Rocket Lab provides more details about first private mission to Venus


Devdiscourse News Desk | California | Updated: 17-08-2022 09:36 IST | Created: 17-08-2022 09:36 IST
Rocket Lab provides more details about first private mission to Venus
Image Credit: Rocket Lab

Venus, our closest planetary neighbour, is quite similar to Earth in terms of size, composition and distance from the Sun, yet it is so different. Past research suggests that it was once habitable like our planet. To further search for habitable conditions and signs of life on Venus, Rocket Lab will fly the first private mission to the planet next year.

The company plans to send a small probe to around 30 miles' altitude, where Venus' atmospheric conditions are closer to those found on Earth. While more than 30 Venus missions have been undertaken, Rocket Lab's will be the first private exploration of the planet.

According to Rocket Lab's website - In September 2020, scientists at MIT and Cardiff University announced they had observed what may be signs of life in the clouds of our planetary neighbour, Venus. Their observations indicated the potential presence of phosphine, a gas typically produced by living organisms.

A 2019 study from NASA's Goddard Institute for Space Studies found that Venus could have had shallow oceans on the surface for two to three billion years and this would have supported temperatures of between 68 to 122 degrees Fahrenheit. Around 700 million years ago though, a resurfacing event released carbon dioxide into the atmosphere, turning Venus into a dangerous, inhospitable planet where atmospheric temperatures reach 1,000 degrees Fahrenheit.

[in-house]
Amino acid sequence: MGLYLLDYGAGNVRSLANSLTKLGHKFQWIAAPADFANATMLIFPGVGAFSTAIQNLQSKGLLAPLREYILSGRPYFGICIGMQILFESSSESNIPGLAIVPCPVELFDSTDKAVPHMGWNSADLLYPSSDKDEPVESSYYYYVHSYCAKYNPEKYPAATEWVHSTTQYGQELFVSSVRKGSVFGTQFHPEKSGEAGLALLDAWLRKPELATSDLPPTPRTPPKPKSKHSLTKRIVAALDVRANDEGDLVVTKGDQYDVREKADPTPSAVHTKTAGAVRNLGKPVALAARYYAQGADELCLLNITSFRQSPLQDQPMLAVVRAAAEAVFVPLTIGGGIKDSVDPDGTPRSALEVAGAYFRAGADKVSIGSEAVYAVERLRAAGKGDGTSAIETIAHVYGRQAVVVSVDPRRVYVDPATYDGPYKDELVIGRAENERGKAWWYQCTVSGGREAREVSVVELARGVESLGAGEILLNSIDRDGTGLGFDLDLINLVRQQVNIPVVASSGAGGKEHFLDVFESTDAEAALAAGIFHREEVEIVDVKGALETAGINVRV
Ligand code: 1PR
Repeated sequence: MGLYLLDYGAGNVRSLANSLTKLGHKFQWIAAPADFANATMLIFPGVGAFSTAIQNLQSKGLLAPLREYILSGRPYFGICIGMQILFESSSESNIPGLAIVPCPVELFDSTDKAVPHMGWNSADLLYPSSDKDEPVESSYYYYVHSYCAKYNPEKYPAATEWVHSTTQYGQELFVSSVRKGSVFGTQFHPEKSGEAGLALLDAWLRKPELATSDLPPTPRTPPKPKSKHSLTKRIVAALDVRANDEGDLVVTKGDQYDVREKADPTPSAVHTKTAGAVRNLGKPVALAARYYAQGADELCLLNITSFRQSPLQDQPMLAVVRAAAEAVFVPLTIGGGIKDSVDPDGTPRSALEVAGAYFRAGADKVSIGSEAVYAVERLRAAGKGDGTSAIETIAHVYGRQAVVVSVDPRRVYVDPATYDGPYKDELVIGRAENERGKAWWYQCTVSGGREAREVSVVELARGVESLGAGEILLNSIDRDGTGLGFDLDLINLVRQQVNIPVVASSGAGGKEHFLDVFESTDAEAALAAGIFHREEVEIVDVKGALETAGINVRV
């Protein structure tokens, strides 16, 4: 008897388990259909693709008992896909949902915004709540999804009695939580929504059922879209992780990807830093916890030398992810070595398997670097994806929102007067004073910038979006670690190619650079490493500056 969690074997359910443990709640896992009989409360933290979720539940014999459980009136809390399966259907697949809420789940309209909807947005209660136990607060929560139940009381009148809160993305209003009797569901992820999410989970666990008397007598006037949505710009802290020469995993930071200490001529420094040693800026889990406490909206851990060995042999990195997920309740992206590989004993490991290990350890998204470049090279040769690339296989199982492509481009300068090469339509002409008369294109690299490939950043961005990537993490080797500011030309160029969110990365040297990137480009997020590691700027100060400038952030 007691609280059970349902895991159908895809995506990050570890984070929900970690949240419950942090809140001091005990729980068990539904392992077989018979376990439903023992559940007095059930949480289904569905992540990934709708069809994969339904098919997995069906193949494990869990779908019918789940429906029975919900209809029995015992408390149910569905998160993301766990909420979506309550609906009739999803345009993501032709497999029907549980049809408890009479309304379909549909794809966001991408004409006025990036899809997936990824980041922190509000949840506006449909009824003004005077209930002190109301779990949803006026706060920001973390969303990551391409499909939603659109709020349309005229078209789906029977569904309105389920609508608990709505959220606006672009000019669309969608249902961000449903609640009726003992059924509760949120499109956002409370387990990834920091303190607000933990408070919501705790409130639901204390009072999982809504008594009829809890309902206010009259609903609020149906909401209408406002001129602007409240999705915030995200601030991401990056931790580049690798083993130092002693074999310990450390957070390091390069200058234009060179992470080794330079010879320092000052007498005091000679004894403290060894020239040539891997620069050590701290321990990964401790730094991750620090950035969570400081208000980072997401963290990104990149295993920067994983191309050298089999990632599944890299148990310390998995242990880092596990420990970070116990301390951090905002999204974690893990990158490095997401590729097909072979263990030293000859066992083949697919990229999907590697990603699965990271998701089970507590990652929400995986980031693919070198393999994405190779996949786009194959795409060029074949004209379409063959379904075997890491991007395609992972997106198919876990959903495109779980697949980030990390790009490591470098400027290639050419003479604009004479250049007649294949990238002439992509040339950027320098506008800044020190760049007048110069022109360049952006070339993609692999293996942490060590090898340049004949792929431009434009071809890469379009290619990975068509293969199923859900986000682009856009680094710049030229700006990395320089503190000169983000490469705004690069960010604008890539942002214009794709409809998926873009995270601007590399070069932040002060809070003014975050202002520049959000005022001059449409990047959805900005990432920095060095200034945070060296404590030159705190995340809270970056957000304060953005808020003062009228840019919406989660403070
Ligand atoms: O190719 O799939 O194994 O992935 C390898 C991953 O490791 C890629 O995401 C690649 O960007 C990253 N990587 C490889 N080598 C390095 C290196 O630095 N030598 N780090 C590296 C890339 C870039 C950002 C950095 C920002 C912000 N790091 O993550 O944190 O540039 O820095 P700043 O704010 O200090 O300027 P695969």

A new paper provides more details about Rocket Lab's upcoming mission to Venus. According to the paper, the mission is planned for launch in May 2023 on Electron, the company's dedicated small launch vehicle, from Rocket Lab's Launch Complex 1 (LC-1) with a backup launch opportunity in January 2025.

The mission will follow a hyperbolic trajectory with the high-energy Photon spacecraft performing as the cruise stage and then deploying a small probe into the Venus atmosphere for the science phase of the mission. The probe mission will spend about 5 min in the Venus cloud layers at 48-60 km altitude above the surface and collect in situ measurements.

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